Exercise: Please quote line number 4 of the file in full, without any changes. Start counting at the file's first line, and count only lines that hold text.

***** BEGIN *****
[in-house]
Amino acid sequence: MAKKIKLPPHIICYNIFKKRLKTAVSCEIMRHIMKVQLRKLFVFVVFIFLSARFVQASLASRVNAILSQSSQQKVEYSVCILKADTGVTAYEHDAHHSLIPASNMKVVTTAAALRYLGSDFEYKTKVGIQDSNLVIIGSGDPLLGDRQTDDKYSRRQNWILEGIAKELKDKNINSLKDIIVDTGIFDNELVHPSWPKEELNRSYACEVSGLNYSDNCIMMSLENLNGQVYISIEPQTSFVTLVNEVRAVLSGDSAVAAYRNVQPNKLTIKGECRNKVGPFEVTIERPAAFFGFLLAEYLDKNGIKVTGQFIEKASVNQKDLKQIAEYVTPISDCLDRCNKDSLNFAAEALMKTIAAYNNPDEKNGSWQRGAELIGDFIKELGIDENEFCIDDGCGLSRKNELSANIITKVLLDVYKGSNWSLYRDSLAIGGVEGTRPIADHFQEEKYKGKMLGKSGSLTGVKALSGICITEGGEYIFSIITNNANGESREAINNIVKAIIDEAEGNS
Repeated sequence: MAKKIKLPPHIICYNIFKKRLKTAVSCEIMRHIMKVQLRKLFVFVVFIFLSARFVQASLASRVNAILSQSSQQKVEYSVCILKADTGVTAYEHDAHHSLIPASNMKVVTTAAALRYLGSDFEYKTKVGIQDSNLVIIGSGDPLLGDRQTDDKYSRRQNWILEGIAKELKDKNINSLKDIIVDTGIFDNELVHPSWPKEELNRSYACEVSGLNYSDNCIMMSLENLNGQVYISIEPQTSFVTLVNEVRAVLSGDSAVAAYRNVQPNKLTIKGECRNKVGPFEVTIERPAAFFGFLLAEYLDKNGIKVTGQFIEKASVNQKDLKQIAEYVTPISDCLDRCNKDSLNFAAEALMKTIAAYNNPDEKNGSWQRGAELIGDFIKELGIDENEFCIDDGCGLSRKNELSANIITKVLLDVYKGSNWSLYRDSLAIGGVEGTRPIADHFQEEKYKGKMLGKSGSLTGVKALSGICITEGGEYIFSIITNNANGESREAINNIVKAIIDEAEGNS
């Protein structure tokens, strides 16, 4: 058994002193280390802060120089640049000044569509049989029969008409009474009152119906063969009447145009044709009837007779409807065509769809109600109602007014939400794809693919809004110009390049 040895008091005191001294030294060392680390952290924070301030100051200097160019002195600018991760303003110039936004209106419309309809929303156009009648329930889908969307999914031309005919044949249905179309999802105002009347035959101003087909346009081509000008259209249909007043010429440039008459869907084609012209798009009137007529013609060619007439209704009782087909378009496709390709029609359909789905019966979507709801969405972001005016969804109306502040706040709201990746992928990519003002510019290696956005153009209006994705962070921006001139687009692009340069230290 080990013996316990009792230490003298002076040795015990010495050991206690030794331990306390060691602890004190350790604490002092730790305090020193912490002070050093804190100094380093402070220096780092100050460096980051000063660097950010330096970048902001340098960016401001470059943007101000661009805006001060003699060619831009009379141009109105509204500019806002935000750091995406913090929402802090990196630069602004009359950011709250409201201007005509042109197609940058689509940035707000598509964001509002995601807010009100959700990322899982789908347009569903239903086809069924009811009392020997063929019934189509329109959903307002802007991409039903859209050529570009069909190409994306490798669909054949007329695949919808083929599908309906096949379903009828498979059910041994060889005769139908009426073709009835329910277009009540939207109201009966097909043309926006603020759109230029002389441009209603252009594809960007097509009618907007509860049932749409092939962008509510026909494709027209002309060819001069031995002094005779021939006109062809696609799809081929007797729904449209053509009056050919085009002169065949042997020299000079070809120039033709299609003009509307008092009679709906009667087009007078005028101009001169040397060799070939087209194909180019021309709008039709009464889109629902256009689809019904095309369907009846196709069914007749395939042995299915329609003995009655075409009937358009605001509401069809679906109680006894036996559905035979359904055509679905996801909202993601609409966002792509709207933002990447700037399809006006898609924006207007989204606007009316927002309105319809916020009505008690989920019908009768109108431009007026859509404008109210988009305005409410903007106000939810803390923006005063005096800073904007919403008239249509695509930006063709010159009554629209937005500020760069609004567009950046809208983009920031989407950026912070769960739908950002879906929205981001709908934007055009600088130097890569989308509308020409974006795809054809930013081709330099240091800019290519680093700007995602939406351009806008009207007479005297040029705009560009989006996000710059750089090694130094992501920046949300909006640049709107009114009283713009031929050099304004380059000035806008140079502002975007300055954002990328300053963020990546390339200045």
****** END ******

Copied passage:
């Protein structure tokens, strides 16, 4: 058994002193280390802060120089640049000044569509049989029969008409009474009152119906063969009447145009044709009837007779409807065509769809109600109602007014939400794809693919809004110009390049 040895008091005191001294030294060392680390952290924070301030100051200097160019002195600018991760303003110039936004209106419309309809929303156009009648329930889908969307999914031309005919044949249905179309999802105002009347035959101003087909346009081509000008259209249909007043010429440039008459869907084609012209798009009137007529013609060619007439209704009782087909378009496709390709029609359909789905019966979507709801969405972001005016969804109306502040706040709201990746992928990519003002510019290696956005153009209006994705962070921006001139687009692009340069230290 080990013996316990009792230490003298002076040795015990010495050991206690030794331990306390060691602890004190350790604490002092730790305090020193912490002070050093804190100094380093402070220096780092100050460096980051000063660097950010330096970048902001340098960016401001470059943007101000661009805006001060003699060619831009009379141009109105509204500019806002935000750091995406913090929402802090990196630069602004009359950011709250409201201007005509042109197609940058689509940035707000598509964001509002995601807010009100959700990322899982789908347009569903239903086809069924009811009392020997063929019934189509329109959903307002802007991409039903859209050529570009069909190409994306490798669909054949007329695949919808083929599908309906096949379903009828498979059910041994060889005769139908009426073709009835329910277009009540939207109201009966097909043309926006603020759109230029002389441009209603252009594809960007097509009618907007509860049932749409092939962008509510026909494709027209002309060819001069031995002094005779021939006109062809696609799809081929007797729904449209053509009056050919085009002169065949042997020299000079070809120039033709299609003009509307008092009679709906009667087009007078005028101009001169040397060799070939087209194909180019021309709008039709009464889109629902256009689809019904095309369907009846196709069914007749395939042995299915329609003995009655075409009937358009605001509401069809679906109680006894036996559905035979359904055509679905996801909202993601609409966002792509709207933002990447700037399809006006898609924006207007989204606007009316927002309105319809916020009505008690989920019908009768109108431009007026859509404008109210988009305005409410903007106000939810803390923006005063005096800073904007919403008239249509695509930006063709010159009554629209937005500020760069609004567009950046809208983009920031989407950026912070769960739908950002879906929205981001709908934007055009600088130097890569989308509308020409974006795809054809930013081709330099240091800019290519680093700007995602939406351009806008009207007479005297040029705009560009989006996000710059750089090694130094992501920046949300909006640049709107009114009283713009031929050099304004380059000035806008140079502002975007300055954002990328300053963020990546390339200045």